What 'Plan B'? Syrian Crisis Resolution Has No Viable Alternatives

© Sputnik / Iliya Pitalev / Go to the mediabankDamascus residents on the streets of the city on the first day of truce
Damascus residents on the streets of the city on the first day of truce - Sputnik International
Despite continued warnings about some kind of 'Plan B' for Syria should the current ceasefire deal fail, there may really be no alternative to the initiative already in place.

Жители Дамаска на улицах города в первый день перемирия - Sputnik International
Failure of Syrian Ceasefire Could Spark 'Catastrophic' Regional War
Saudi Foreign Minister Adel al-Jubeir has accused Russian and Syrian air forces of violating the ceasefire agreement that came into effect on February 27, and threatened some kind of Plan B "if it became clear that Syrian President Bashar al-Assad's government and its allies were not serious about the truce," according to Reuters.

While the minister didn’t elaborate on the nature of this 'plan B', his statements echo those of the US Secretary of State John Kerry who declared earlier that the White House is looking at additional options in Syria in the event the recently negotiated cessation of hostilities as well as political transition process do not succeed.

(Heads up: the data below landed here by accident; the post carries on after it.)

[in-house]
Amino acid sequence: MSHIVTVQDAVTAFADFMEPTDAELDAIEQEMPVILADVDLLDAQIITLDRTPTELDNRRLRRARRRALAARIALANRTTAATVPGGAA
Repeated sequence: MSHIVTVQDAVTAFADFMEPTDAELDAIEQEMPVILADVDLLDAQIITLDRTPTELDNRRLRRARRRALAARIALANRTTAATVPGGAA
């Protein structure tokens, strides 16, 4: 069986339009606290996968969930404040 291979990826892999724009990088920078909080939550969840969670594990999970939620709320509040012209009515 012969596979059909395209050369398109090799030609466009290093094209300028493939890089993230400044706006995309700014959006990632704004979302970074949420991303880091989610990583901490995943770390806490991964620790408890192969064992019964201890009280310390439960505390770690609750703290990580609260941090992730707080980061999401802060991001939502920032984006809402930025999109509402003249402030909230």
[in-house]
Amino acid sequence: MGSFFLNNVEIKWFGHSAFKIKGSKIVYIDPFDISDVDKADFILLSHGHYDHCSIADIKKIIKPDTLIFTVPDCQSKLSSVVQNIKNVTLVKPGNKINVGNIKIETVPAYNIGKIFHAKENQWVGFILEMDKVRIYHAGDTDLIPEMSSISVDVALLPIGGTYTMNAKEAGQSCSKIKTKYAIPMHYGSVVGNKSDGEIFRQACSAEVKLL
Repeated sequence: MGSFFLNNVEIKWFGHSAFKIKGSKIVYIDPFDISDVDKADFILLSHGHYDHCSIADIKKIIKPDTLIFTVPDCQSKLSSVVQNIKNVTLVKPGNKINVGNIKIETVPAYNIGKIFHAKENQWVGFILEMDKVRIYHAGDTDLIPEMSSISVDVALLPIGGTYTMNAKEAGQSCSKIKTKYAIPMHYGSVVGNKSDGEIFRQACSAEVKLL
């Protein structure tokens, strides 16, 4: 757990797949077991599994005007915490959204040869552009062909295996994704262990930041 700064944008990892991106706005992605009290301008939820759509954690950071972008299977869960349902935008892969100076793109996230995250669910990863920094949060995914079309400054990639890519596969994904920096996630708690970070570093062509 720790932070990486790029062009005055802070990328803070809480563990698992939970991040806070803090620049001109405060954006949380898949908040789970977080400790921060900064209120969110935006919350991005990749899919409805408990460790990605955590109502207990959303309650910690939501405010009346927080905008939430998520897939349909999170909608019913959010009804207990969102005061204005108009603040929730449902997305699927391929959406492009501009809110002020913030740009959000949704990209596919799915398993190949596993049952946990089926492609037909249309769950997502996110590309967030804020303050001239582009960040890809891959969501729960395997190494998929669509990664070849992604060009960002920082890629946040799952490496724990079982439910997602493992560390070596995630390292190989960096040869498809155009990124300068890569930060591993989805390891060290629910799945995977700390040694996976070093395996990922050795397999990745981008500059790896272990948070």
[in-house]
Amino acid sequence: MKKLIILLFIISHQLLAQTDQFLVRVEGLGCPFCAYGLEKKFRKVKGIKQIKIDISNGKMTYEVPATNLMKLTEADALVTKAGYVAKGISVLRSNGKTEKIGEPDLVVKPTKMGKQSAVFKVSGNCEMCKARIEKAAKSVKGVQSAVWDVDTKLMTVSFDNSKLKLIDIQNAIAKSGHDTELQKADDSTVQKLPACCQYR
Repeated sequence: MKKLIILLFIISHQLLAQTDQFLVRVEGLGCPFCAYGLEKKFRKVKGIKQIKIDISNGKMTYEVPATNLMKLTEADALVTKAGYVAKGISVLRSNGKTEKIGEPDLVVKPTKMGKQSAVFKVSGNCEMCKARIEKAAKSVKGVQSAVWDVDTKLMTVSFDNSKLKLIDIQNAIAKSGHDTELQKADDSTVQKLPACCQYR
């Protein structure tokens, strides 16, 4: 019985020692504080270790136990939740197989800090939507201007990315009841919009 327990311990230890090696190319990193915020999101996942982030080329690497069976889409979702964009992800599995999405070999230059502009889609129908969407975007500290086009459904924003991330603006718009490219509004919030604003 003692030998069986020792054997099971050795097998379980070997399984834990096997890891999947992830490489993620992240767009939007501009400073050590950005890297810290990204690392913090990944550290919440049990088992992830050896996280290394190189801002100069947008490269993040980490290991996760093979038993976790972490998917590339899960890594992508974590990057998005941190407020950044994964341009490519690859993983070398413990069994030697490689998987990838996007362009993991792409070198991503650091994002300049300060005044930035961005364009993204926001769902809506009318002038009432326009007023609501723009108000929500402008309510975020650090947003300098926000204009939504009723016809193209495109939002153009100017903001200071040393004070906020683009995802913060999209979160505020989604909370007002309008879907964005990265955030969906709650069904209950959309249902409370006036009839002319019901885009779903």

"There is a significant discussion taking place now about a Plan B in the event that we do not succeed at the [negotiating] table," Kerry said.

However, a growing number of experts remain skeptical about the possibility of any viable Plan B.

"I think there’s no Plan B," Vitaly Naumkin, Director of the Institute of Oriental Studies at the Russian Academy of Sciences, told RT. "I believe that Kerry’s statement was a threat aimed at all parties involved including Russia: if the Syrian government doesn’t play along, something bad will happen. But the worst thing that can happen is a US military operation on the ground, and I’m absolutely certain that Obama won’t invade anyone."

He also remarked that the talks about Syria’s partitioning is pure speculation as no Syrians, not even the Syrian Kurds who merely seek a greater autonomy, want their country divided.

Fyodor Lukyanov, Chairman of the Presidium of the Council on Foreign and Defense Policy, also said that Plan B most likely doesn’t exist.

"I believe that there is no Plan B. The partitioning of Syria is not Plan B, though it may be caused by the events that transpire in the country now. Even if the ceasefire deal works, restoring peaceful life would also be quite a challenge."

Russia and the United States reached an agreement on the ceasefire in Syria on February 22. The ceasefire took effect at midnight on Saturday Damascus time (22:00 GMT on Friday).

The UN Security Council unanimously adopted Resolution 2268 endorsing the Russia-US agreement on the cessation of hostilities in Syria on Friday, shortly before the ceasefire came into force. The cessation of hostilities does not apply to designated terrorist organizations operating in Syria, including Islamic State (IS) and the Nusra Front, a group affiliated with al-Qaeda.

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